Science

Golden banana may save many lives

Golden banana may save many li...
One of the golden bananas (top), along with a regular Cavendish banana
One of the golden bananas (top), along with a regular Cavendish banana
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Prof. James Dale has been working on the project for over 10 years
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Prof. James Dale has been working on the project for over 10 years
Field trials in Uganda
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Field trials in Uganda
One of the golden bananas (top), along with a regular Cavendish banana
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One of the golden bananas (top), along with a regular Cavendish banana

The East African Highland cooking banana is the major staple food in Uganda, harvested while still green then chopped and steamed. While it's a good source of starch, it has little in the way of micronutrients such as pro-vitamin A. Agricultural biotechnologist James Dale of the Queensland University of Technology decided to do something about it, and over the past decade has created a vitamin A-rich "golden banana."

According to Prof. Dale, it's been estimated that 650,000 to 700,000 children world-wide die from pro-vitamin A deficiency annually, with another 300,000 losing their sight. It is hoped that the golden banana could substantially reduce those numbers.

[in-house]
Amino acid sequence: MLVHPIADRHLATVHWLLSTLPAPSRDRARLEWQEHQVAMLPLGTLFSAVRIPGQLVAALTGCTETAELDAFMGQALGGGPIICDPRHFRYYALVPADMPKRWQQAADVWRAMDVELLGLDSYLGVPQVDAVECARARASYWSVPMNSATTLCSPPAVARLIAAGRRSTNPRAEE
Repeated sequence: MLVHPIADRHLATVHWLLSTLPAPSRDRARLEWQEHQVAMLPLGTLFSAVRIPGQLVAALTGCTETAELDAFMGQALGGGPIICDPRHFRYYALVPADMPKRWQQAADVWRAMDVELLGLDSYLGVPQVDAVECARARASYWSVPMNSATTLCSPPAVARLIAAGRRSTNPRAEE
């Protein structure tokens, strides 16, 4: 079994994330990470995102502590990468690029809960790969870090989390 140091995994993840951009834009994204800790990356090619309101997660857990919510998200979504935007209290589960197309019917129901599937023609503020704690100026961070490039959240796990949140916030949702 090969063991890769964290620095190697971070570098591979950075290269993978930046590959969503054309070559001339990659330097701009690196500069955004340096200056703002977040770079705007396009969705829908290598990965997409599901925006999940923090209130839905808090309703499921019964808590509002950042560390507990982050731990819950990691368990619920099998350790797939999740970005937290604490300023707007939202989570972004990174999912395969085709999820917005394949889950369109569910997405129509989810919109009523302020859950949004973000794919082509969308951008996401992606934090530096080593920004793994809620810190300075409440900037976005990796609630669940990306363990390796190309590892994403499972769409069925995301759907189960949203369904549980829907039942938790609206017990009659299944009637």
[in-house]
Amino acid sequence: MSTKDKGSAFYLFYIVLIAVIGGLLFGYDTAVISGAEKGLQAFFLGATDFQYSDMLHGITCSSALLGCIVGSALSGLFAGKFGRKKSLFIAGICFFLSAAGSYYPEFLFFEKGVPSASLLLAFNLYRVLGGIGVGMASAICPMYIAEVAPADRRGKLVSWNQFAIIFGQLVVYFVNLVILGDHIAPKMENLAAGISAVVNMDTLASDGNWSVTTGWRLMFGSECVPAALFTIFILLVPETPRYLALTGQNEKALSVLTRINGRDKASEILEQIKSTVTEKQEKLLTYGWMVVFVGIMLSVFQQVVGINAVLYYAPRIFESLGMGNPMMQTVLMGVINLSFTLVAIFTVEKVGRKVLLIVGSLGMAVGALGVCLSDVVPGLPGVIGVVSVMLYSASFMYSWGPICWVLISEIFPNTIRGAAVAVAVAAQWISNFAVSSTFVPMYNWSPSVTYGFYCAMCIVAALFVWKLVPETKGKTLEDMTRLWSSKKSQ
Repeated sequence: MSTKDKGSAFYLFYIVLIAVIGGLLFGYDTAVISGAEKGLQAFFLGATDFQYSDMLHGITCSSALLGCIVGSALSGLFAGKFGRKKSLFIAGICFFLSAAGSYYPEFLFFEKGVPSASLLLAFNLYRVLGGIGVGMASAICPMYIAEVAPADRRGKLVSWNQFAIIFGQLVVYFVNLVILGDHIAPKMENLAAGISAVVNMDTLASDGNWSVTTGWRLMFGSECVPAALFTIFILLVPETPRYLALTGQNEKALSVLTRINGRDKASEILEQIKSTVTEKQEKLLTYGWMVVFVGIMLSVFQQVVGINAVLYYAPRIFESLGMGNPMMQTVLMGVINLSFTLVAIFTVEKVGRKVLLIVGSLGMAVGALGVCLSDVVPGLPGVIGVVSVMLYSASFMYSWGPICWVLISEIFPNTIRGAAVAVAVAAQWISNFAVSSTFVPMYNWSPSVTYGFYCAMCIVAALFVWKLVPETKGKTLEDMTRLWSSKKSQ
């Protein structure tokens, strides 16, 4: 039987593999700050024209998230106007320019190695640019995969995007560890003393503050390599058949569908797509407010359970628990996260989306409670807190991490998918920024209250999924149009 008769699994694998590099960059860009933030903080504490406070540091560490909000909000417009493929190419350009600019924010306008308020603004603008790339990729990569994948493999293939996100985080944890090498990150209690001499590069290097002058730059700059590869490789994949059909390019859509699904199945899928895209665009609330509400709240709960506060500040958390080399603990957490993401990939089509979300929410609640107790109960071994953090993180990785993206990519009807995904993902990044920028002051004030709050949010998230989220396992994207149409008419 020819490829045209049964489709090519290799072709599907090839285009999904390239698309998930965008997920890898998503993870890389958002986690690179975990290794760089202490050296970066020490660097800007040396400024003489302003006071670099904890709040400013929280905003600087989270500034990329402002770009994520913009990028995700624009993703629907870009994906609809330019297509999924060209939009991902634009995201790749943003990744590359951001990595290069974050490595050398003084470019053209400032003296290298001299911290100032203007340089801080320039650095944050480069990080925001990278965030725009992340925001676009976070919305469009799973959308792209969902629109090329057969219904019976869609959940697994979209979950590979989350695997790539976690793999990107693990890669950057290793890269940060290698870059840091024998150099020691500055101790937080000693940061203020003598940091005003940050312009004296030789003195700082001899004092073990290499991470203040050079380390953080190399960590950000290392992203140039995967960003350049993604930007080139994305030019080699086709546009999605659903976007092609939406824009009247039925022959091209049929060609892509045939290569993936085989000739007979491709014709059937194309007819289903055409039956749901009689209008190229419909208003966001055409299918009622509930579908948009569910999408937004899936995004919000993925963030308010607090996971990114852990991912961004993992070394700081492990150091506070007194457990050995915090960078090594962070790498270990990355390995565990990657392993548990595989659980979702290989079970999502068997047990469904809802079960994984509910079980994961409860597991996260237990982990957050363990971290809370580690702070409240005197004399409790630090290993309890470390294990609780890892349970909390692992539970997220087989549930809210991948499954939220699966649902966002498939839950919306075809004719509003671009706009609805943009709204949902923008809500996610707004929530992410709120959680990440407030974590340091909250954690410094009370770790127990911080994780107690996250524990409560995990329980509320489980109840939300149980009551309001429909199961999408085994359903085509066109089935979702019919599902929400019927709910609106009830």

Prof. James Dale has been working on the project for over 10 years
Prof. James Dale has been working on the project for over 10 years

"What we've done is take a gene from a banana that originated in Papua New Guinea and is naturally very high in pro-vitamin A but has small bunches, and inserted it into a Cavendish banana," says Dale. "Over the years, we've been able to develop a banana that has achieved excellent pro-vitamin A levels, hence the golden-orange rather than cream-coloured flesh."

So far, the bananas have been grown in the Australian state of Queensland, although the genes have recently been sent to Uganda and inserted into local banana varieties, for field trials taking place there. It is hoped that farmers may be able to start growing them on a large scale by around 2021.

A paper on the research was recently published in Plant Biotechnology Journal.

Source: Queensland University of Technology

4 comments
Ralf Biernacki
I suppose the banana, with its asexual purely-vegetative propagation, is an excellent subject for this kind of modding---especially when you consider that it cannot be improved the conventional way, by breeding. Kudos to prof. Dale!
aksdad
Great idea, but in the meantime, why not provide 1,000,000 kids with chewable Flintstones multi-vitamins? A year's supply per kid works out to $33 per year and prevents a host of vitamin-deficiency diseases including VAD. That's a paltry $33 million per year to save lives and prevent blindness. Surely the World Health Organization could divert some of their $4.4 billion annual budget to mitigate this tragedy. By the way, I have no connection to Flintstones Vitamins; just using their popular vitamins as an example. It could probably be done even cheaper than the $33 million I suggest.
George Saramas
Are you kidding me. Why should i eat 'golden bananas' when 10gr/day of carrots give enough Vit A alone. If i could improve something it would be more potassium and less calories from my bananas.
Stradric
@George: Well, for one, it's not about you or *your* bananas. Literally the first sentence in the article highlights why improving the nutritional value of the banana is important in this part of the world.